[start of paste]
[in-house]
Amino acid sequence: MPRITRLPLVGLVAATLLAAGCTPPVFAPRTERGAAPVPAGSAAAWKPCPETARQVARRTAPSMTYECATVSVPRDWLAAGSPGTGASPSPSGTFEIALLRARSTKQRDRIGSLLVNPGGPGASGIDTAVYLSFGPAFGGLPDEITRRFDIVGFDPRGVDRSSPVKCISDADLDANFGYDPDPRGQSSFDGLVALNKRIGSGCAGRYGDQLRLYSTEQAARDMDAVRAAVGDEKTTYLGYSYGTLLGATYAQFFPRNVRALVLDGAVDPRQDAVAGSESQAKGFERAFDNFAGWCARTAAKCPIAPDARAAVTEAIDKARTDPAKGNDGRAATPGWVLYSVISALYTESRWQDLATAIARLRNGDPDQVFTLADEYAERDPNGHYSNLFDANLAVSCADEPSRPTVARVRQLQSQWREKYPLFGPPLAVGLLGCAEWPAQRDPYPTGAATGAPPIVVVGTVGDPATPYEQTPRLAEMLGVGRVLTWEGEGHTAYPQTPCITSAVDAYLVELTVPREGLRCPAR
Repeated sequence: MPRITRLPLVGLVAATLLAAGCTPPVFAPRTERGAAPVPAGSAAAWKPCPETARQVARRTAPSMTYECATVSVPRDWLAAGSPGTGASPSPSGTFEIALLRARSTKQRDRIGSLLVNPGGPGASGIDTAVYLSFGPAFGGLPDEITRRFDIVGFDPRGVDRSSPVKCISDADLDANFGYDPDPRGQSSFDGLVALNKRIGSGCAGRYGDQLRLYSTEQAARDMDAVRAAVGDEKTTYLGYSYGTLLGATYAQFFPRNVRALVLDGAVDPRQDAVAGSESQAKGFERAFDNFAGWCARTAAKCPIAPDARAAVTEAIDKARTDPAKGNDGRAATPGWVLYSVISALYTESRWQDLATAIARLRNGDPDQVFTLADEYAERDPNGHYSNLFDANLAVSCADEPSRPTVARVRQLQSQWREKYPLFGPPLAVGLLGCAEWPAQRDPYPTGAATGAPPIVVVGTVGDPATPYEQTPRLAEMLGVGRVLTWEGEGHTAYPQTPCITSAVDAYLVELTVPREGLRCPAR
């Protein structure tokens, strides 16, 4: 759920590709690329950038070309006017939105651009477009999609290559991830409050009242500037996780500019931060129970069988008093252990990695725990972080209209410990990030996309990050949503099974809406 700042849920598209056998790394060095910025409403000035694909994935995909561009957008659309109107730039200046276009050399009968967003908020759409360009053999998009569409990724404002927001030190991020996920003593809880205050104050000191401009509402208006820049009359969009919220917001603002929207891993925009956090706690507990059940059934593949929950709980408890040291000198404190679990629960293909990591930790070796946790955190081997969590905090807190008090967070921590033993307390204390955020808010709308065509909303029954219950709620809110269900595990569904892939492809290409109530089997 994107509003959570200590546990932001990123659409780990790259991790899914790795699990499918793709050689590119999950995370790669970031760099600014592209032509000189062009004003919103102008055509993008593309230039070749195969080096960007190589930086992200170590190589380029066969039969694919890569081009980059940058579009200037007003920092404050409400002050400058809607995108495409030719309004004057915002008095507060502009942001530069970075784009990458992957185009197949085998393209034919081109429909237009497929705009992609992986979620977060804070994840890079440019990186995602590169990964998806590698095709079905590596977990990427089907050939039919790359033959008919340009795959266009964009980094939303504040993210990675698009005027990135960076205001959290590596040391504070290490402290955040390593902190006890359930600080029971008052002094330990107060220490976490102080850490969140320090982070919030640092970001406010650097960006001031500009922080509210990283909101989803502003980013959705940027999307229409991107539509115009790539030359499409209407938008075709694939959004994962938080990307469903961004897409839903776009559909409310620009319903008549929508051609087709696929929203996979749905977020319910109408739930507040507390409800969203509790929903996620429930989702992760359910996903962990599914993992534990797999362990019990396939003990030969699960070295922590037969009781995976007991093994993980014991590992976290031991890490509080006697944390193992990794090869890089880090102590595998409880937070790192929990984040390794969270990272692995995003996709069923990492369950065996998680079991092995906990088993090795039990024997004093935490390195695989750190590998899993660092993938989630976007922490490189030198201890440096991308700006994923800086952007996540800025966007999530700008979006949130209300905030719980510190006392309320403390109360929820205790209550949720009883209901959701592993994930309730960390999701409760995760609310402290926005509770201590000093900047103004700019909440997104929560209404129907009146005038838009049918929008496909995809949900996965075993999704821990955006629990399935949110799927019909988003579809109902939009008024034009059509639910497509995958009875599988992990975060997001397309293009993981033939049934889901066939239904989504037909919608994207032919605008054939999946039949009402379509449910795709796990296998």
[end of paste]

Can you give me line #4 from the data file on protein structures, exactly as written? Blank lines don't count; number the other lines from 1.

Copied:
């Protein structure tokens, strides 16, 4: 759920590709690329950038070309006017939105651009477009999609290559991830409050009242500037996780500019931060129970069988008093252990990695725990972080209209410990990030996309990050949503099974809406 700042849920598209056998790394060095910025409403000035694909994935995909561009957008659309109107730039200046276009050399009968967003908020759409360009053999998009569409990724404002927001030190991020996920003593809880205050104050000191401009509402208006820049009359969009919220917001603002929207891993925009956090706690507990059940059934593949929950709980408890040291000198404190679990629960293909990591930790070796946790955190081997969590905090807190008090967070921590033993307390204390955020808010709308065509909303029954219950709620809110269900595990569904892939492809290409109530089997 994107509003959570200590546990932001990123659409780990790259991790899914790795699990499918793709050689590119999950995370790669970031760099600014592209032509000189062009004003919103102008055509993008593309230039070749195969080096960007190589930086992200170590190589380029066969039969694919890569081009980059940058579009200037007003920092404050409400002050400058809607995108495409030719309004004057915002008095507060502009942001530069970075784009990458992957185009197949085998393209034919081109429909237009497929705009992609992986979620977060804070994840890079440019990186995602590169990964998806590698095709079905590596977990990427089907050939039919790359033959008919340009795959266009964009980094939303504040993210990675698009005027990135960076205001959290590596040391504070290490402290955040390593902190006890359930600080029971008052002094330990107060220490976490102080850490969140320090982070919030640092970001406010650097960006001031500009922080509210990283909101989803502003980013959705940027999307229409991107539509115009790539030359499409209407938008075709694939959004994962938080990307469903961004897409839903776009559909409310620009319903008549929508051609087709696929929203996979749905977020319910109408739930507040507390409800969203509790929903996620429930989702992760359910996903962990599914993992534990797999362990019990396939003990030969699960070295922590037969009781995976007991093994993980014991590992976290031991890490509080006697944390193992990794090869890089880090102590595998409880937070790192929990984040390794969270990272692995995003996709069923990492369950065996998680079991092995906990088993090795039990024997004093935490390195695989750190590998899993660092993938989630976007922490490189030198201890440096991308700006994923800086952007996540800025966007999530700008979006949130209300905030719980510190006392309320403390109360929820205790209550949720009883209901959701592993994930309730960390999701409760995760609310402290926005509770201590000093900047103004700019909440997104929560209404129907009146005038838009049918929008496909995809949900996965075993999704821990955006629990399935949110799927019909988003579809109902939009008024034009059509639910497509995958009875599988992990975060997001397309293009993981033939049934889901066939239904989504037909919608994207032919605008054939999946039949009402379509449910795709796990296998």